The Arizona Coyotes renounced the rights to Mitchell Miller, who has admitted to bullying a classmate beginning in junior high school.
The club selected him in the fourth round of the NHL draft earlier this month and said they knew of his background at the time they picked him.
"We have decided to renounce the rights to Mitchell Miller, effective immediately," said Xavier Gutierrez, the Coyotes president and CEO, in a team-issued statement on Thursday. "Prior to selecting Mitchell in the NHL Draft, we were aware that a bullying incident took place in 2016. We do not condone this type of behavior but embraced this as a teachable moment to work with Mitchell to make him accountable for his actions and provide him with an opportunity to be a leader on anti-bullying and anti-racism efforts."
But on Monday, The Arizona Republic posted an interview with Isaiah Meyer-Crothers, who said he was dismayed when he learned the Coyotes selected Miller, 18, in the draft. They grew up together in a suburb of Toledo, Ohio, and Meyer-Crothers, who is Black and has developmental disabilities, said Miller used to hit him and also called him "brownie" and the "N word."
"We have learned more about the entire matter, and more importantly, the impact it has had on Isaiah and the Meyer-Crothers family," Gutierrez continued. What we learned does not align with the core values and vision for our organization and leads to our decision to renounce our draft rights. On behalf of the Arizona Coyotes ownership and our entire organization, I would like to apologize to Isaiah and the Meyer-Crothers family. We are building a model franchise on and off the ice and will do the right thing for Isaiah and the Meyer-Crothers family, our fans and our partners. Mr. Miller is now a free agent and can pursue his dream of becoming an NHL player elsewhere."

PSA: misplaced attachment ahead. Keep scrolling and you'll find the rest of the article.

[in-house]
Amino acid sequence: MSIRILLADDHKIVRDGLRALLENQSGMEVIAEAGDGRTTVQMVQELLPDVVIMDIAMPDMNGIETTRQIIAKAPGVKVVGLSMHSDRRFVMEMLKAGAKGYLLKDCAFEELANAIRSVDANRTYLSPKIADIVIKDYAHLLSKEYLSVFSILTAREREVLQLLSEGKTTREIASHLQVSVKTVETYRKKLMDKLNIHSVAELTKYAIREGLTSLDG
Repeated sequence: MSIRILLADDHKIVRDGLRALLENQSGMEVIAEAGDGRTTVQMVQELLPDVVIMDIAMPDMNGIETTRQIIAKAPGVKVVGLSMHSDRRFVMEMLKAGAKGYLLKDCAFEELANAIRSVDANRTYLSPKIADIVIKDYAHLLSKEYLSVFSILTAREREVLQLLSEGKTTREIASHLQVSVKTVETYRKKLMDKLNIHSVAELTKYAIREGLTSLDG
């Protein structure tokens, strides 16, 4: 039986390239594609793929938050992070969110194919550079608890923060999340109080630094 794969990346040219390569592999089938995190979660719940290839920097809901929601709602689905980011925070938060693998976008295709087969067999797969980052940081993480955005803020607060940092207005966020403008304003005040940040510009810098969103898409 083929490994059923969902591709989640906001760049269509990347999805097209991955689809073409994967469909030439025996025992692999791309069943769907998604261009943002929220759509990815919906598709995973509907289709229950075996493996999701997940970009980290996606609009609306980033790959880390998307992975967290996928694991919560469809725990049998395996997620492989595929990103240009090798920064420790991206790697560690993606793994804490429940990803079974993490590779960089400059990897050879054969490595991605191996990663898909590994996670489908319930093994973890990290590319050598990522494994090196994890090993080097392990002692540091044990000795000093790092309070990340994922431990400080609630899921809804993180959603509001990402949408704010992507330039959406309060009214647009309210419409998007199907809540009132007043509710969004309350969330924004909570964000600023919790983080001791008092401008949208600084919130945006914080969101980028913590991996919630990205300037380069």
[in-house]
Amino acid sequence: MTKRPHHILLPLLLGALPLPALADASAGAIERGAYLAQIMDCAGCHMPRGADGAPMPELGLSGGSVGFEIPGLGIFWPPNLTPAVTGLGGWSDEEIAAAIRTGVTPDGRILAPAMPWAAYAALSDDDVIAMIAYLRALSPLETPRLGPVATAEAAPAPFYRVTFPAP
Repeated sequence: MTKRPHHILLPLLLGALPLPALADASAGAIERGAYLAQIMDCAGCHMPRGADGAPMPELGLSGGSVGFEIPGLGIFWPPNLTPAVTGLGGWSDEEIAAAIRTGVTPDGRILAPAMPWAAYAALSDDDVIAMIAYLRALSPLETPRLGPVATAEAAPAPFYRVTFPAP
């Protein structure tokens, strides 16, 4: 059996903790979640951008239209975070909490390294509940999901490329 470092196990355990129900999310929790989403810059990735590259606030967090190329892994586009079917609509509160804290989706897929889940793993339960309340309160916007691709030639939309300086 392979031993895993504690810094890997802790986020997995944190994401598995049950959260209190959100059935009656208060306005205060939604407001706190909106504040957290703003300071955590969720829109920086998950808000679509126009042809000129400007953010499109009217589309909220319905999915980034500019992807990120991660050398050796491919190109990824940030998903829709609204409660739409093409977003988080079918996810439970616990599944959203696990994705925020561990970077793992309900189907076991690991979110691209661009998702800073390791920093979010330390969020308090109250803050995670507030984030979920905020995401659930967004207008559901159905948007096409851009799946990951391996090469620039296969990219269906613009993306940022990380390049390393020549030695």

Miller is a freshman at North Dakota, and the Coyotes would have held his rights until he was out of college. He was charged with assault and violating the Ohio Safe Schools Act in February 2016, according to The Republic. He admitted to the misdemeanor offense, was sentenced to 25 hours of community service and had to write an apology to Meyer-Crothers.
"Our scouts were made aware of his history and the bullying incident that occurred in 2016 when he was 14 years old," general manager Bill Armstrong, recently hired by the Coyotes and not part of the decision to draft Miller, told The Republic earlier this week.
"Mitchell sent a letter to every NHL team acknowledging what happened and apologizing for his behavior. Mitchell made a huge mistake, but we are providing him with a second chance to prove himself. We hope that he uses his platform moving forward to raise awareness about bullying and to discourage this type of behavior."
In the team statement on Thursday, he shifted course.
"Mitchell is a good hockey player, but we need to do the right thing as an organization and not just as a hockey team. I'd like to apologize to Isaiah and the Meyer-Crothers family for everything they have dealt with the past few months. I wish them all the best in the future," Armstrong said.
In their statement, the Coyotes said they will work with community organizations that support people with intellectual and development disabilities and also fight bullying and racism.
Miller, a 5-foot-9 defenseman, played for the Tri-City Storm of the United States Hockey League last season, where he was named to the All-USHL First Team after scoring 33 points (eight goals, 25 assists) in 44 games.
--Field Level Media